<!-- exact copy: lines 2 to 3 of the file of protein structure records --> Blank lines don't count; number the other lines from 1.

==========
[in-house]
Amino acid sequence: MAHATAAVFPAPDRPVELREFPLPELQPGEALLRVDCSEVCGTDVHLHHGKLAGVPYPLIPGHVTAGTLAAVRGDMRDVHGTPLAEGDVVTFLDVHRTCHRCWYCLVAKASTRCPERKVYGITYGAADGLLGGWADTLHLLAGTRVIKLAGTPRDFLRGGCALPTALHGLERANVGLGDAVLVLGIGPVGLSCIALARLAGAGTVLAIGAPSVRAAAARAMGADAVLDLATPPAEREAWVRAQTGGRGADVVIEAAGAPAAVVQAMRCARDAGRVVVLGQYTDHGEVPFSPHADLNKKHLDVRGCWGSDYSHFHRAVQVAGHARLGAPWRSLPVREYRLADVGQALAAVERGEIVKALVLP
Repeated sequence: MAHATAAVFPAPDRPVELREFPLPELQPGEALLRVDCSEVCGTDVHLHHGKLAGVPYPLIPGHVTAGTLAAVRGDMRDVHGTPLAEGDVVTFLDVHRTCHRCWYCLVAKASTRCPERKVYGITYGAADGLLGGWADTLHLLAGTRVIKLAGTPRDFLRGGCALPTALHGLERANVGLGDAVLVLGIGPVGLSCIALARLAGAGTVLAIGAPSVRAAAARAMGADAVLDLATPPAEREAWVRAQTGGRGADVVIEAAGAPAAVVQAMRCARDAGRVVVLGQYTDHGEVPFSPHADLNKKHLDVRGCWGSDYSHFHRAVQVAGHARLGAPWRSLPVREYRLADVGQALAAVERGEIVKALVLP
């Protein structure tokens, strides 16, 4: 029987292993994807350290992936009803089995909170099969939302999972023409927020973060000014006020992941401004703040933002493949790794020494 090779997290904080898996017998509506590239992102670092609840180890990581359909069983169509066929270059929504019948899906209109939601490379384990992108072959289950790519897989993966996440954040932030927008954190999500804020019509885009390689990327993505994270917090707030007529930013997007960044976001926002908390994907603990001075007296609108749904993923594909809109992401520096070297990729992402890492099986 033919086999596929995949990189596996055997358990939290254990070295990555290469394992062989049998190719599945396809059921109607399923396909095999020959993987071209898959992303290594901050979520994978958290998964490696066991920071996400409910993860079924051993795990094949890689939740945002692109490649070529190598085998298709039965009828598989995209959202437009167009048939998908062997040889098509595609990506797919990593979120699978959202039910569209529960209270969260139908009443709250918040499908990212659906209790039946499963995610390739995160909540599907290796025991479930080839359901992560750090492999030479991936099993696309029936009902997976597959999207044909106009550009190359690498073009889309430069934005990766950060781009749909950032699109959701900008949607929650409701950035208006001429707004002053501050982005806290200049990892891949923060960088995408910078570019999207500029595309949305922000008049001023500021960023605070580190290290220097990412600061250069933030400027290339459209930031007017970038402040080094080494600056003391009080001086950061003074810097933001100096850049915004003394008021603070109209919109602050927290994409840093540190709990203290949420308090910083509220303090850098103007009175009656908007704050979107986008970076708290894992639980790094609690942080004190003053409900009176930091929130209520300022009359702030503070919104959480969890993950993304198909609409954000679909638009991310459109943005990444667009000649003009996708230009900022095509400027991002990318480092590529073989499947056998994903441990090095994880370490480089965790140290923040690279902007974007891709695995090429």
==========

Amino acid sequence: MAHATAAVFPAPDRPVELREFPLPELQPGEALLRVDCSEVCGTDVHLHHGKLAGVPYPLIPGHVTAGTLAAVRGDMRDVHGTPLAEGDVVTFLDVHRTCHRCWYCLVAKASTRCPERKVYGITYGAADGLLGGWADTLHLLAGTRVIKLAGTPRDFLRGGCALPTALHGLERANVGLGDAVLVLGIGPVGLSCIALARLAGAGTVLAIGAPSVRAAAARAMGADAVLDLATPPAEREAWVRAQTGGRGADVVIEAAGAPAAVVQAMRCARDAGRVVVLGQYTDHGEVPFSPHADLNKKHLDVRGCWGSDYSHFHRAVQVAGHARLGAPWRSLPVREYRLADVGQALAAVERGEIVKALVLP
Repeated sequence: MAHATAAVFPAPDRPVELREFPLPELQPGEALLRVDCSEVCGTDVHLHHGKLAGVPYPLIPGHVTAGTLAAVRGDMRDVHGTPLAEGDVVTFLDVHRTCHRCWYCLVAKASTRCPERKVYGITYGAADGLLGGWADTLHLLAGTRVIKLAGTPRDFLRGGCALPTALHGLERANVGLGDAVLVLGIGPVGLSCIALARLAGAGTVLAIGAPSVRAAAARAMGADAVLDLATPPAEREAWVRAQTGGRGADVVIEAAGAPAAVVQAMRCARDAGRVVVLGQYTDHGEVPFSPHADLNKKHLDVRGCWGSDYSHFHRAVQVAGHARLGAPWRSLPVREYRLADVGQALAAVERGEIVKALVLP